Lebanese court removes judges from Beirut’s explosion probe, activists mock “justice”

A Lebanese court on Thursday dismissed a judge who had accused top politicians of negligence over last year’s port explosion in Beirut, outraging families of victims who said it showed the state would never hold powerful men accountable.

Judge Fadi Sawan had led the investigation into history’s largest non-nuclear blast. In December, he accused three former ministers and the outgoing prime minister of negligence.

Two hundred people died in the explosion on August 4, 2020 when a huge stockpile of ammonium nitrate, which had been stored unsafe for several years, exploded in the capital’s port. Thousands were injured and entire neighborhoods were destroyed.

On Thursday, the Lebanese Court of Cassation demanded that a new investigating judge be appointed to lead the probe, almost six months after it began.

The court decided to remove Sawan from the case following a request from two of the former ministers he accused.

A copy of the decision that Reuters saw cited “legitimate suspicions” about Sawan’s neutrality, in part because his house was damaged in the explosion that destroyed much of the Lebanese capital.

The move will probably delay an investigation that has met with political regression and has not yet yielded results.

“A mockery of justice”

Rights activists immediately condemned Thursday’s decision as the latest example of an entrenched political class that places itself above the law.

Sawan’s removal “mocks justice and is an insult to the victims of the explosion,” said Human Rights Watch researcher Aya Majzoub.

The verdict showed that “politicians are not subject to the rule of law”, she added.

Following the announcement, dozens of family members gathered for people killed in the harbor blast outside the main court.

“Today you have killed us again! The investigation is over. We are back in the first place”, shouted one of the protesters while others carried pictures of the victims.

Hariri, Hezbollah opposed prosecution of ministers

On December 10, Sawan had issued indictments against Prime Minister Hassan Diab and three former ministers for “negligence and causing hundreds of deaths,” which sparked outrage from politicians.

Premier-appointed Saad Hariri and the powerful Shiite movement Hezbollah were among those opposed to the indictment.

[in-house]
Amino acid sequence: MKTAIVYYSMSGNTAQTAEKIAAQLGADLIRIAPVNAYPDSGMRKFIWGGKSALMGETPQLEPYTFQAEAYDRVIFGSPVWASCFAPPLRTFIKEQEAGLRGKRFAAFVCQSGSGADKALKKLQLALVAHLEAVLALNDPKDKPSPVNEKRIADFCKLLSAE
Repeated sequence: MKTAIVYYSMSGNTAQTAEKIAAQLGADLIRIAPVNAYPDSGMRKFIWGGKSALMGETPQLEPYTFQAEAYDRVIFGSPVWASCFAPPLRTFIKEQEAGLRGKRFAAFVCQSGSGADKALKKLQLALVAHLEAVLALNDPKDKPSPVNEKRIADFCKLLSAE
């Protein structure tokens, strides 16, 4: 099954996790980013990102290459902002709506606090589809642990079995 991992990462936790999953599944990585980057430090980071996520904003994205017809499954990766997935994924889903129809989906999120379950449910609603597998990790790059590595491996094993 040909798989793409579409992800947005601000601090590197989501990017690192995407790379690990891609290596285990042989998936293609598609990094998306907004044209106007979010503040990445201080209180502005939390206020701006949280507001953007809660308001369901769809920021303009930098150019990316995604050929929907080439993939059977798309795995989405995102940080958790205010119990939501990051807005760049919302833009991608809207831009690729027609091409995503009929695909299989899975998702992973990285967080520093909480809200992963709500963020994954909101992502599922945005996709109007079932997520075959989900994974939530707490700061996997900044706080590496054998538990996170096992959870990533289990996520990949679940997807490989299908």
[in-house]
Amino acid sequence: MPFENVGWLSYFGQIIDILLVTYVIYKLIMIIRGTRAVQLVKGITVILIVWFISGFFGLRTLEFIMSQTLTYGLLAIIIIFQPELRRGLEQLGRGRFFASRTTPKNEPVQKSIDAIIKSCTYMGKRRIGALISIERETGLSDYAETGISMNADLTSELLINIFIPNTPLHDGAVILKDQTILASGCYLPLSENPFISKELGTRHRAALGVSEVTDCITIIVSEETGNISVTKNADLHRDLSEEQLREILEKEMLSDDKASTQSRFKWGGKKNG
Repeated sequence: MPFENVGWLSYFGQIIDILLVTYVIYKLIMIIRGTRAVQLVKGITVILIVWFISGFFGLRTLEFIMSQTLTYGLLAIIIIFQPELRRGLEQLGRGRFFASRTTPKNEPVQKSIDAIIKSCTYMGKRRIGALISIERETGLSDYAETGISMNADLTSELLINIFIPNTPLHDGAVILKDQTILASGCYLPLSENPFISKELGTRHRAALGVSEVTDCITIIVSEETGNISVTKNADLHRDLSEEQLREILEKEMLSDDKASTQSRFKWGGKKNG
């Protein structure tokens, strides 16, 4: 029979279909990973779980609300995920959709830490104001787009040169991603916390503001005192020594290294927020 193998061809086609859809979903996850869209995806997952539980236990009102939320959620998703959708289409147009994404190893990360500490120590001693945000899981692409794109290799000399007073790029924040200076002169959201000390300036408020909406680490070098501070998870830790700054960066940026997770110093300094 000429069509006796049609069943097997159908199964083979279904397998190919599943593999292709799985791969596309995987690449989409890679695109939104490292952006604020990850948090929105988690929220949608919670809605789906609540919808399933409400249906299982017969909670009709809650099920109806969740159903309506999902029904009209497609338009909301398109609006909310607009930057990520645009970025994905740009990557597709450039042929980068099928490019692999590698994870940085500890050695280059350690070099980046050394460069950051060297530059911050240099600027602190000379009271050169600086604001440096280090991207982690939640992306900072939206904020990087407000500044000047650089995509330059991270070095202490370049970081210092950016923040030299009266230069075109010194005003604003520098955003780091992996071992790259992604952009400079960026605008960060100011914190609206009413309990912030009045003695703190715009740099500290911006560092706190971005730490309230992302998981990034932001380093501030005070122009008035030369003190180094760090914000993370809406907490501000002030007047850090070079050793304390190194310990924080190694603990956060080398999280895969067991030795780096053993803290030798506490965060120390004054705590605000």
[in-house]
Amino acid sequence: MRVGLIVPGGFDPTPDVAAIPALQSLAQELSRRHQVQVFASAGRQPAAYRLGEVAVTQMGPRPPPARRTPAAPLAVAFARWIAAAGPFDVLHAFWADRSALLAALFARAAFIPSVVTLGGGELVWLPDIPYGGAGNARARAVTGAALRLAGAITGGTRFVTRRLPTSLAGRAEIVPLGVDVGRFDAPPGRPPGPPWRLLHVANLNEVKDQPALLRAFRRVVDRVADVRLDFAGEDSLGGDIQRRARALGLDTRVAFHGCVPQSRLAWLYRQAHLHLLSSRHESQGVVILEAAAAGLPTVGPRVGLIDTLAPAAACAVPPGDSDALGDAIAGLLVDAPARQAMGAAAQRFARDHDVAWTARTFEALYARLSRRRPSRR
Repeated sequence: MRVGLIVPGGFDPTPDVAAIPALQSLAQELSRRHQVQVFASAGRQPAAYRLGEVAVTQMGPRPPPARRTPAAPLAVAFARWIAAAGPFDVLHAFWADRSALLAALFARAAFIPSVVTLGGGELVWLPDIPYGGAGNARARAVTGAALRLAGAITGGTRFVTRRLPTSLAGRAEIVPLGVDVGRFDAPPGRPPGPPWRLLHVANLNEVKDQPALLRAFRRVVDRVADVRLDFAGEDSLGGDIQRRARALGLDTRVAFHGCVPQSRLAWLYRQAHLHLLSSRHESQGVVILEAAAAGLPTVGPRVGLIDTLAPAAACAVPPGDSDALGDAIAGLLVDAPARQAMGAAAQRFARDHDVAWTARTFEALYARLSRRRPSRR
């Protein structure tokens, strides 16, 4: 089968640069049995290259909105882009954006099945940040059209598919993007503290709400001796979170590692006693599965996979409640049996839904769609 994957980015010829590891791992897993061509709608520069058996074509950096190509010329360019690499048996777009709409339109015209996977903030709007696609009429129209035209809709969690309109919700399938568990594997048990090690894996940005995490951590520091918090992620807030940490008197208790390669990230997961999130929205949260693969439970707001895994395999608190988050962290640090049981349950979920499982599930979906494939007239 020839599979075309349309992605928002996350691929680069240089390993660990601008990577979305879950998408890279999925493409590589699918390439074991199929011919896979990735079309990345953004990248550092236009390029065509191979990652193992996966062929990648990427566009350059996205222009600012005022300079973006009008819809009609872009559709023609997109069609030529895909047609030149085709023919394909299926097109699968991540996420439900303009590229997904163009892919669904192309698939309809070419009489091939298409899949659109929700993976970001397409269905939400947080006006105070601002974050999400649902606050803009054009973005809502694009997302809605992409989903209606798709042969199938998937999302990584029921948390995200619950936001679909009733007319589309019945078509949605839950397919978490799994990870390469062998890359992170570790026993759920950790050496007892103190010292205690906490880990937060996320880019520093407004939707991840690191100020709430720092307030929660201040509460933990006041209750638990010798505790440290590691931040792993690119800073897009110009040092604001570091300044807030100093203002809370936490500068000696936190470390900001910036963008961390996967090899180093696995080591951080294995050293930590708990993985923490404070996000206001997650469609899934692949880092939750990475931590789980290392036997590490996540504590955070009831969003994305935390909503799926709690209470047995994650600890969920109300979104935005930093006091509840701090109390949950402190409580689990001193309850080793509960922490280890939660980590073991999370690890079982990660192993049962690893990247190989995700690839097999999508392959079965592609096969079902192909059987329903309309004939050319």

Among the accused were former Finance Minister Ali Hassan Khalil and Public Works Minister Ghazi Zaiter, who accused Sawan of violating the constitution due to immunity and proposed having him removed from the case.

‘Charade must end’

Lawyer and activist Nizar Saghieh said he needed to see the entire court’s decision, but feared the worst.

“By refusing to be held accountable, the ministers and the political class draw a red line in the investigation,” he told AFP.

He said it was a typical pattern in Lebanon that “prevents justice from being achieved”.

Majzoub said: “More than six months later, we are back in first place.”

“This charade must end … We need an international, independent inquiry as soon as possible.”

Not a single politician imprisoned

The investigation into Lebanon’s worst peacetime disaster has led to the imprisonment of 25 people, from maintenance workers to the port’s customs chief, but not a single politician.

It has mainly focused on who was to blame for leaving the fertilizer unsafe in the port for more than six years, not how ammonium nitrate ended up in Beirut.

On Monday, however, Sawan requested information from Lebanese security forces about three Syrian businessmen who were believed to be behind the procurement of the fertilizer shipment that arrived at a dilapidated ship from Georgia in 2013.

Diab resigned after the port explosion, but the deeply divided political class has not been able to agree on a new cabinet line-up.

The pressure from the former colonial power France, whose president Emmanuel Macron has visited twice since the explosion, has not succeeded in ending the stalemate.

Lebanon desperately needs the government to launch reforms and unlock international aid to lift the country out of its worst financial crisis since the 1975-1990 civil war.

The value of the local currency has fallen by more than 80 percent and about half of the population lives in poverty.

( Jowharwith AFP, AP and REUTERS)